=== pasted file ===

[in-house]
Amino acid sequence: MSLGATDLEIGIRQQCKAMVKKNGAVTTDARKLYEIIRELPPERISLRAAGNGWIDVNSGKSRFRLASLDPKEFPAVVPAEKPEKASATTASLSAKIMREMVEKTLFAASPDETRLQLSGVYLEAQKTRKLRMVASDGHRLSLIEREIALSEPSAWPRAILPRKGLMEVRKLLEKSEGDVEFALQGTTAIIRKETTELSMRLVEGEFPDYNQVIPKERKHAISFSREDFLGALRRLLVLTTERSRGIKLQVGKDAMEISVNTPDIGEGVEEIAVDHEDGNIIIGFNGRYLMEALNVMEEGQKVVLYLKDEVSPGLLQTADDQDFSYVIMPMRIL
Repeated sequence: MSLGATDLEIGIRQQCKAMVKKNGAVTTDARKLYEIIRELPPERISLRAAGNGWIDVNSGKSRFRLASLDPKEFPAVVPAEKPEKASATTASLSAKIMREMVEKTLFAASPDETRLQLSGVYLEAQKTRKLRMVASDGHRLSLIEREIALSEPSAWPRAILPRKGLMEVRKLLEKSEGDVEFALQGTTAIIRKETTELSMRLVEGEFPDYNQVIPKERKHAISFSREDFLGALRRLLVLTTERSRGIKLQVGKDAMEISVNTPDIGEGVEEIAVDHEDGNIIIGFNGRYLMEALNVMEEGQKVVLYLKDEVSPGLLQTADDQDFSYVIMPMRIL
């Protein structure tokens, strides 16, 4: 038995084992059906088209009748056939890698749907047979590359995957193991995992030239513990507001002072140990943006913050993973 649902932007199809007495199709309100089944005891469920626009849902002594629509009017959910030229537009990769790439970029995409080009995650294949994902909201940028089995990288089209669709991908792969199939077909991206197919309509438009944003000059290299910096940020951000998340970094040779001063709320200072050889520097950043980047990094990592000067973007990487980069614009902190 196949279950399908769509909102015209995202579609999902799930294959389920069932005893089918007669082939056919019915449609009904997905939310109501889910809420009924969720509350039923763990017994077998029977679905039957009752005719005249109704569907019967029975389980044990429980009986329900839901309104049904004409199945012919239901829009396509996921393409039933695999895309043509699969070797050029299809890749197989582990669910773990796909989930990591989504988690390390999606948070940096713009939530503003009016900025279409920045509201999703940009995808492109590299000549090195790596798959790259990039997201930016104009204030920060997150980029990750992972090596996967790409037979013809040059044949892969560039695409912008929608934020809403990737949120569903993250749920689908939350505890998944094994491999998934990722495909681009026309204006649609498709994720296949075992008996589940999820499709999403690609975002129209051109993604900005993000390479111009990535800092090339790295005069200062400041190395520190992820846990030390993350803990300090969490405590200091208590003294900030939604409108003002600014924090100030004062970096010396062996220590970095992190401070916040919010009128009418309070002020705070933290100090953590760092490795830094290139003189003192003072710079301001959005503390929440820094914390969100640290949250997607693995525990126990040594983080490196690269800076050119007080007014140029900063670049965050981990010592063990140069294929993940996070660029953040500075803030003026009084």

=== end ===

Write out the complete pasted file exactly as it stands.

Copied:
[in-house]
Amino acid sequence: MSLGATDLEIGIRQQCKAMVKKNGAVTTDARKLYEIIRELPPERISLRAAGNGWIDVNSGKSRFRLASLDPKEFPAVVPAEKPEKASATTASLSAKIMREMVEKTLFAASPDETRLQLSGVYLEAQKTRKLRMVASDGHRLSLIEREIALSEPSAWPRAILPRKGLMEVRKLLEKSEGDVEFALQGTTAIIRKETTELSMRLVEGEFPDYNQVIPKERKHAISFSREDFLGALRRLLVLTTERSRGIKLQVGKDAMEISVNTPDIGEGVEEIAVDHEDGNIIIGFNGRYLMEALNVMEEGQKVVLYLKDEVSPGLLQTADDQDFSYVIMPMRIL
Repeated sequence: MSLGATDLEIGIRQQCKAMVKKNGAVTTDARKLYEIIRELPPERISLRAAGNGWIDVNSGKSRFRLASLDPKEFPAVVPAEKPEKASATTASLSAKIMREMVEKTLFAASPDETRLQLSGVYLEAQKTRKLRMVASDGHRLSLIEREIALSEPSAWPRAILPRKGLMEVRKLLEKSEGDVEFALQGTTAIIRKETTELSMRLVEGEFPDYNQVIPKERKHAISFSREDFLGALRRLLVLTTERSRGIKLQVGKDAMEISVNTPDIGEGVEEIAVDHEDGNIIIGFNGRYLMEALNVMEEGQKVVLYLKDEVSPGLLQTADDQDFSYVIMPMRIL
């Protein structure tokens, strides 16, 4: 038995084992059906088209009748056939890698749907047979590359995957193991995992030239513990507001002072140990943006913050993973 649902932007199809007495199709309100089944005891469920626009849902002594629509009017959910030229537009990769790439970029995409080009995650294949994902909201940028089995990288089209669709991908792969199939077909991206197919309509438009944003000059290299910096940020951000998340970094040779001063709320200072050889520097950043980047990094990592000067973007990487980069614009902190 196949279950399908769509909102015209995202579609999902799930294959389920069932005893089918007669082939056919019915449609009904997905939310109501889910809420009924969720509350039923763990017994077998029977679905039957009752005719005249109704569907019967029975389980044990429980009986329900839901309104049904004409199945012919239901829009396509996921393409039933695999895309043509699969070797050029299809890749197989582990669910773990796909989930990591989504988690390390999606948070940096713009939530503003009016900025279409920045509201999703940009995808492109590299000549090195790596798959790259990039997201930016104009204030920060997150980029990750992972090596996967790409037979013809040059044949892969560039695409912008929608934020809403990737949120569903993250749920689908939350505890998944094994491999998934990722495909681009026309204006649609498709994720296949075992008996589940999820499709999403690609975002129209051109993604900005993000390479111009990535800092090339790295005069200062400041190395520190992820846990030390993350803990300090969490405590200091208590003294900030939604409108003002600014924090100030004062970096010396062996220590970095992190401070916040919010009128009418309070002020705070933290100090953590760092490795830094290139003189003192003072710079301001959005503390929440820094914390969100640290949250997607693995525990126990040594983080490196690269800076050119007080007014140029900063670049965050981990010592063990140069294929993940996070660029953040500075803030003026009084």